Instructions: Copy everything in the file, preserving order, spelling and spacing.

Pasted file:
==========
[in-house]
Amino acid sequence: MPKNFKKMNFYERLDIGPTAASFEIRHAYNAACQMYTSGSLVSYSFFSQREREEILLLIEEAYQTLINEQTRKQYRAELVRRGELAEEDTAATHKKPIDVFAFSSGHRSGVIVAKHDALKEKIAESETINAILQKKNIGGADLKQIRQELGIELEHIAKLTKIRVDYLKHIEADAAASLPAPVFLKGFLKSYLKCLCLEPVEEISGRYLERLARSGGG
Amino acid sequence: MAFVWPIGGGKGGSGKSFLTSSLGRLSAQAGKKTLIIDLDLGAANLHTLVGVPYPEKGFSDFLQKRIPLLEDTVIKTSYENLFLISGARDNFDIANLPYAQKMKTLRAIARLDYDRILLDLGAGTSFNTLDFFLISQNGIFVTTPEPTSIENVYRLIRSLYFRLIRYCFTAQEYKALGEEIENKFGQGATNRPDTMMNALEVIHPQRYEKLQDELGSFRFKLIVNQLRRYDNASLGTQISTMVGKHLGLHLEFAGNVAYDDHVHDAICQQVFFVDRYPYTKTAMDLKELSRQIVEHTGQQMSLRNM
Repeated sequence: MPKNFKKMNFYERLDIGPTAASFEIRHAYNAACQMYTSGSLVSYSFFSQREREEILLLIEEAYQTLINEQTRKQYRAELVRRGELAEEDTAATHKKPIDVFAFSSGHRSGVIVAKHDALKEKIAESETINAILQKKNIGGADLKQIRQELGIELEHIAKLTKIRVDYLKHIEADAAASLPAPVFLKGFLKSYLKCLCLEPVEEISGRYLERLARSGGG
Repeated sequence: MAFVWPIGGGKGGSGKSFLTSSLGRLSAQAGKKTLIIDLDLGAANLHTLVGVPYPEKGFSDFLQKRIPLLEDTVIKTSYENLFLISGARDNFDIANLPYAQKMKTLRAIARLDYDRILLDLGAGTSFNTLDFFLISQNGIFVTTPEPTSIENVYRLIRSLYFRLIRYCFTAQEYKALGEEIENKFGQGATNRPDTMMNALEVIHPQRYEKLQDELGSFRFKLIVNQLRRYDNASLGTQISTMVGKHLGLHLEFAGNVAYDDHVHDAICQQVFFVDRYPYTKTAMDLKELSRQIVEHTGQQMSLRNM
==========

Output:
[in-house]
Amino acid sequence: MPKNFKKMNFYERLDIGPTAASFEIRHAYNAACQMYTSGSLVSYSFFSQREREEILLLIEEAYQTLINEQTRKQYRAELVRRGELAEEDTAATHKKPIDVFAFSSGHRSGVIVAKHDALKEKIAESETINAILQKKNIGGADLKQIRQELGIELEHIAKLTKIRVDYLKHIEADAAASLPAPVFLKGFLKSYLKCLCLEPVEEISGRYLERLARSGGG
Amino acid sequence: MAFVWPIGGGKGGSGKSFLTSSLGRLSAQAGKKTLIIDLDLGAANLHTLVGVPYPEKGFSDFLQKRIPLLEDTVIKTSYENLFLISGARDNFDIANLPYAQKMKTLRAIARLDYDRILLDLGAGTSFNTLDFFLISQNGIFVTTPEPTSIENVYRLIRSLYFRLIRYCFTAQEYKALGEEIENKFGQGATNRPDTMMNALEVIHPQRYEKLQDELGSFRFKLIVNQLRRYDNASLGTQISTMVGKHLGLHLEFAGNVAYDDHVHDAICQQVFFVDRYPYTKTAMDLKELSRQIVEHTGQQMSLRNM
Repeated sequence: MPKNFKKMNFYERLDIGPTAASFEIRHAYNAACQMYTSGSLVSYSFFSQREREEILLLIEEAYQTLINEQTRKQYRAELVRRGELAEEDTAATHKKPIDVFAFSSGHRSGVIVAKHDALKEKIAESETINAILQKKNIGGADLKQIRQELGIELEHIAKLTKIRVDYLKHIEADAAASLPAPVFLKGFLKSYLKCLCLEPVEEISGRYLERLARSGGG
Repeated sequence: MAFVWPIGGGKGGSGKSFLTSSLGRLSAQAGKKTLIIDLDLGAANLHTLVGVPYPEKGFSDFLQKRIPLLEDTVIKTSYENLFLISGARDNFDIANLPYAQKMKTLRAIARLDYDRILLDLGAGTSFNTLDFFLISQNGIFVTTPEPTSIENVYRLIRSLYFRLIRYCFTAQEYKALGEEIENKFGQGATNRPDTMMNALEVIHPQRYEKLQDELGSFRFKLIVNQLRRYDNASLGTQISTMVGKHLGLHLEFAGNVAYDDHVHDAICQQVFFVDRYPYTKTAMDLKELSRQIVEHTGQQMSLRNM